Monday, June 30, 2008


Movie: WALL-E

MPAA Rating: [G]

Mod-Blog Rating: 5 out of 5

The Short Version:

Pixar's newest film stars the last robot on an abandoned Earth, who is given the chance to find love, friendship, and the path to save the very human race. The film is well-made with amazing visuals and a strong story. But it is really the characters which make this film work, especially WALL-E himself. The film is strongly reminiscent of Forrest Gump in its central theme that if you put love, loyalty, and sweetness first, you don't need great intelligence to do the right thing and make a big difference. The only downside of this film for some may be its implied environmental and poiltical messages, which I did not find problematic at all. Highly recommended and safe for children of all ages.

The Long Version.

Pixar took a BIG chance with their newest movie WALL-E, by creating a film where the first 1/2 hour to 45 minutes has almost no dialogue in any normal sense of the word. WALL-E is the last robot of a fleet of them designed to clean up a garbage-strewn Earth, in order to prepare it for the return of the human race. Having been alone for eons, the little robot has exceeded his original programming and grown a personality... a personality which is desperately lonely. The long stretches without music or words could have been grating in a lesser film - I am reminded of some of the Benji films from my childhood - but works well because of strong character work on the part of WALL-E. The trailers and teasers you have probably seen are excellent but still don't really scratch the surface of how adorable and captivating this little droid is.

The first act ends when WALL-E is visited by a probe from long-lost humanity out in space. The probe itself - a far more advanced droid named EVE - shows a little personality of her own, and soon WALL-E is following her all over trying to establish a connection... a friendship. Strong emotions on the part of both are shown clearly without words, mouths, or even human eyes to work with, showing the depth of Pixar's animation skill. And when EVE leaves the planet to race back to humanity with important news, WALL-E tags along on a voyage of exploration, danger, and discovery where he eventually saves the human race.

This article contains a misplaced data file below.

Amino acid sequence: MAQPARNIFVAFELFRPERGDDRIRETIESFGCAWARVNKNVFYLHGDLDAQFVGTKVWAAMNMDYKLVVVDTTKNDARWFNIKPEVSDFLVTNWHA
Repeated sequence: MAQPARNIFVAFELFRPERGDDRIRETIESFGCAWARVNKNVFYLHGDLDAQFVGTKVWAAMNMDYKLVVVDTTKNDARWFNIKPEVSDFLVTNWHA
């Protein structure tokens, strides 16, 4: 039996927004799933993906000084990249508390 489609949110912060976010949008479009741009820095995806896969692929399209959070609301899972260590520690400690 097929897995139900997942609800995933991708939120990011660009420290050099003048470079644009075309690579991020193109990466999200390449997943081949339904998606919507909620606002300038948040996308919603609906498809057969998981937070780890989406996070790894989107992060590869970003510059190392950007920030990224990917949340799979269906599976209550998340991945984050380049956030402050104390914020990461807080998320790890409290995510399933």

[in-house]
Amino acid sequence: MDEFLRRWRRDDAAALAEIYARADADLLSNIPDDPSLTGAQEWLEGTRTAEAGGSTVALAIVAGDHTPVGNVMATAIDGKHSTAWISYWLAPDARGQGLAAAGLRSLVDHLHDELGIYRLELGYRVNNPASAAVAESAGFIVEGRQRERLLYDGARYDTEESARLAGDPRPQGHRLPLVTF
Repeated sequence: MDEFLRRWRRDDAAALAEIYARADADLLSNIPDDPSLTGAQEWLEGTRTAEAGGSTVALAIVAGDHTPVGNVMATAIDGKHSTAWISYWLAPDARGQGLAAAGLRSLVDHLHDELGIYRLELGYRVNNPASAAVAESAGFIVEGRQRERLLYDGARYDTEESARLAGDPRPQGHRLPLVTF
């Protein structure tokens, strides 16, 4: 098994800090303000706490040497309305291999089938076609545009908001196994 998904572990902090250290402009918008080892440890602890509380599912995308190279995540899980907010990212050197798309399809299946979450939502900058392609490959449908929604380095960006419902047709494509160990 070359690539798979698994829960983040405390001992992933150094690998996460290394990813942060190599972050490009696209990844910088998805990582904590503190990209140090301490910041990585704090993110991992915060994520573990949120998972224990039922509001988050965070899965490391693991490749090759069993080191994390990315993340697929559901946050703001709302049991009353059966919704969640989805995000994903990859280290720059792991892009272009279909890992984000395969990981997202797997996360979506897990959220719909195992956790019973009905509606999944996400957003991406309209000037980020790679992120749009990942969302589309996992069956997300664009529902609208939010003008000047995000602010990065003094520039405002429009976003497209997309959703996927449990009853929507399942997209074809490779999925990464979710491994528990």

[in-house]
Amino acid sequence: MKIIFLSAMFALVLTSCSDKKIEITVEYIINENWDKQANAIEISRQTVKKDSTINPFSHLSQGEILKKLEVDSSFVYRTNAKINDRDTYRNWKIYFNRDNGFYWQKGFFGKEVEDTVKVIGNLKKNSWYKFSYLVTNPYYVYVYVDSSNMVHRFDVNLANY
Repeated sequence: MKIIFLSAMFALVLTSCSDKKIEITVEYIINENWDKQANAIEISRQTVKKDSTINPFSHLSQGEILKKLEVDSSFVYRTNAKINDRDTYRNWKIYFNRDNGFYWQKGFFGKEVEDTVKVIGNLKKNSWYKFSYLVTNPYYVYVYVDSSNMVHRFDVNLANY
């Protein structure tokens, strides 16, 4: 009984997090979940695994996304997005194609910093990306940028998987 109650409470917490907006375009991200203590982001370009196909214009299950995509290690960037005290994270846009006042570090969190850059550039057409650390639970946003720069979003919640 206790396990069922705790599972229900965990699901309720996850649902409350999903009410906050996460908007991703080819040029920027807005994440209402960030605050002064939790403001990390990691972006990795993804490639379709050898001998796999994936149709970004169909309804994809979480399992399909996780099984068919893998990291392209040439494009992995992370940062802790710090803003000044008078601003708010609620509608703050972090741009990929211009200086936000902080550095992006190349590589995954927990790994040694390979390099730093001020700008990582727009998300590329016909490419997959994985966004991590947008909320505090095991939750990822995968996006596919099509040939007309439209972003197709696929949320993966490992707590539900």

I was most stricken by the fact that WALL-E's closest cousin movie-wise has to be Forrest Gump, which is the story of a man of severely low intelligence who manages to make himself great thru upholding simple values. One of WALL-E's messages is clearly the same. WALL-E is not a profound thinker - he barely understands the larger world around him. But he has a fundamental core of love, loyalty, and sweetness which carries him thru the plot in a logical way. Even his final act of heroism is done not out of a sense of dedication to a higher ideal, but for the love of EVE.

This is a film that I think everyone in the family can enjoy. It has a sweet innocence for the kids and higher concepts for the adults. In fact, an underlying political message about the environment and our couch potato culture are the only things which some may find grating. But the story is not preachy and thoroughly enjoyable. Highly recommended.

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